Efforts To Improve the Lives of Children and Families
By: 
Benjamin L. Harris, CPA, CGMA

More than 50 years ago, with the U.S. poverty rate at 17.3 percent, President Lyndon Johnson declared a war on poverty. In 2013, even with the Great Recession in our collective rearview mirror, the poverty rate stood at 14.5 percent.1 In 2014, the official poverty line was $24,008 for a family of two adults and two children. That year, 15.7 million children (22 percent) lived in families with incomes below the poverty line.2

According to the Annie E. Casey Foundation, poverty is one of the greatest threats to child development. It can inhibit cognitive development and contribute to behavioral, social and emotional problems as well as poor health outcomes later in life.

Federal anti-poverty programs still play a major role in efforts to stamp out poverty, especially among children. Most Federal support for child-based anti-poverty efforts is centered within agencies under the umbrella of the U.S. Department of Health and Human Services. The oldest such agency is the Children’s Bureau (CB), which was started in 1912 to improve the lives of children and families across the country.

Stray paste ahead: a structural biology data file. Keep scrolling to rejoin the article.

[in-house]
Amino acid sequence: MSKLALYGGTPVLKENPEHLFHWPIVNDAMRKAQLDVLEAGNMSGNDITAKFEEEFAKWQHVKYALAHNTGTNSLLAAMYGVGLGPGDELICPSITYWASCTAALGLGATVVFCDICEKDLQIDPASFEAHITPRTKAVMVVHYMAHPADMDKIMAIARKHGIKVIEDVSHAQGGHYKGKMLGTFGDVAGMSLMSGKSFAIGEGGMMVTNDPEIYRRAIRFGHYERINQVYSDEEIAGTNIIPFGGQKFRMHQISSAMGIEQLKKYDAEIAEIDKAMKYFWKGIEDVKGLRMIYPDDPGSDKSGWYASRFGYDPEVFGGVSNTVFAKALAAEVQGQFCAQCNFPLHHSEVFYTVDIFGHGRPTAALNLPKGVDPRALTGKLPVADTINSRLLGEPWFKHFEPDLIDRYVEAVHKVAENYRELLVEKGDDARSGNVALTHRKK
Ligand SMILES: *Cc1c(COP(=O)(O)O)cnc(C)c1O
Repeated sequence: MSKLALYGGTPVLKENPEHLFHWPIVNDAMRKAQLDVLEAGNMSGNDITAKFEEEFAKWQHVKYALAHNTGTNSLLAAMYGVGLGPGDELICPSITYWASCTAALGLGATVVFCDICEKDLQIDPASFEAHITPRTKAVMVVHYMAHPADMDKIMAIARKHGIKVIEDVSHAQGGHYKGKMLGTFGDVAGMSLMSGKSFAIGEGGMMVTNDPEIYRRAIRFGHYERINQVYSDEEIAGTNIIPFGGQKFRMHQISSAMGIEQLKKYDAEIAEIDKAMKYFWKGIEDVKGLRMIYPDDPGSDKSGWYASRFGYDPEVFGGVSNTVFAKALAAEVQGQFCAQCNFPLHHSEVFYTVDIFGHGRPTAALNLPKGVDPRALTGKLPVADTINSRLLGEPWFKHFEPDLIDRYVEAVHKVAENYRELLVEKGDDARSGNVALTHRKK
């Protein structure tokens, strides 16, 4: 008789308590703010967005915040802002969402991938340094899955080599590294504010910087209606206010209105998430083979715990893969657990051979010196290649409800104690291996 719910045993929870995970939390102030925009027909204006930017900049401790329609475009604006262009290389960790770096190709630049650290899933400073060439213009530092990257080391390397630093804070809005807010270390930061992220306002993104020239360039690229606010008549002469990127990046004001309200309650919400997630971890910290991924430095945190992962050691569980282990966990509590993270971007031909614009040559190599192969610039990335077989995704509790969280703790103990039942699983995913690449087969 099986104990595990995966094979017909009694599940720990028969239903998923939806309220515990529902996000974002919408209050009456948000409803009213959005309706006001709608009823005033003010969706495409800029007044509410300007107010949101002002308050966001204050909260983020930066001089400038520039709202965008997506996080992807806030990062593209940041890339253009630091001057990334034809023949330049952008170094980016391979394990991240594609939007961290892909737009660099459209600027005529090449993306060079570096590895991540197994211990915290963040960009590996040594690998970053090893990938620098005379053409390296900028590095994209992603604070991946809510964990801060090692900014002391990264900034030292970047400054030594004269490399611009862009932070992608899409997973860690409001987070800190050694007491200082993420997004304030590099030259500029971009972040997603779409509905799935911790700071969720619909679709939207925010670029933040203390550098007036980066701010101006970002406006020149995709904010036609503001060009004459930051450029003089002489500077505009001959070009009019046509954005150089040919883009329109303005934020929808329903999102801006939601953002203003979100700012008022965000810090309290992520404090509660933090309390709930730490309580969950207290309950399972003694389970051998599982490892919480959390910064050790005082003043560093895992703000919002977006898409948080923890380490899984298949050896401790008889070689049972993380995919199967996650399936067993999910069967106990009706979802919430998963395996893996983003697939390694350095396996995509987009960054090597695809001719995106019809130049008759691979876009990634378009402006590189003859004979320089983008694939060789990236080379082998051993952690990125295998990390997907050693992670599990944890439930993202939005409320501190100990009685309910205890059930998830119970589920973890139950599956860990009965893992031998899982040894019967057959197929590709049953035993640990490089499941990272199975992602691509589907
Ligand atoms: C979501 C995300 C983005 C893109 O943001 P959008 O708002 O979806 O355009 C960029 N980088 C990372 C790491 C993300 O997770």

Nonprofit organizations also have played and continue to play a key role in efforts to lessen and alleviate child-based poverty and to aid children at risk of suffering from poor social, financial, educational, and health outcomes. Some well-known and well-respected nonprofit organizations that help alleviate child-based poverty and aid children and families in many diverse areas include:

Federally sponsored efforts to reduce child-based poverty will continue into the foreseeable future, as no doubt will the complementary efforts of the aforementioned nonprofit organizations and many others not listed above. At BLH Technologies®, we recognize the importance of addressing childhood poverty, and are pleased to contribute to our clients’ efforts to help improve the lives of children and families.

1 CNN Money U.S. Web site, September 16, 2014, http://money.cnn.com/2014/09/16/news/economy/median-income-poverty-rate-down-census/.

2 Annie E. Casey Foundation (2016). Kids Count Data Book. http://www.aecf.org/m/resourcedoc/aecf-the2016kidscountdatabook-2016.pdf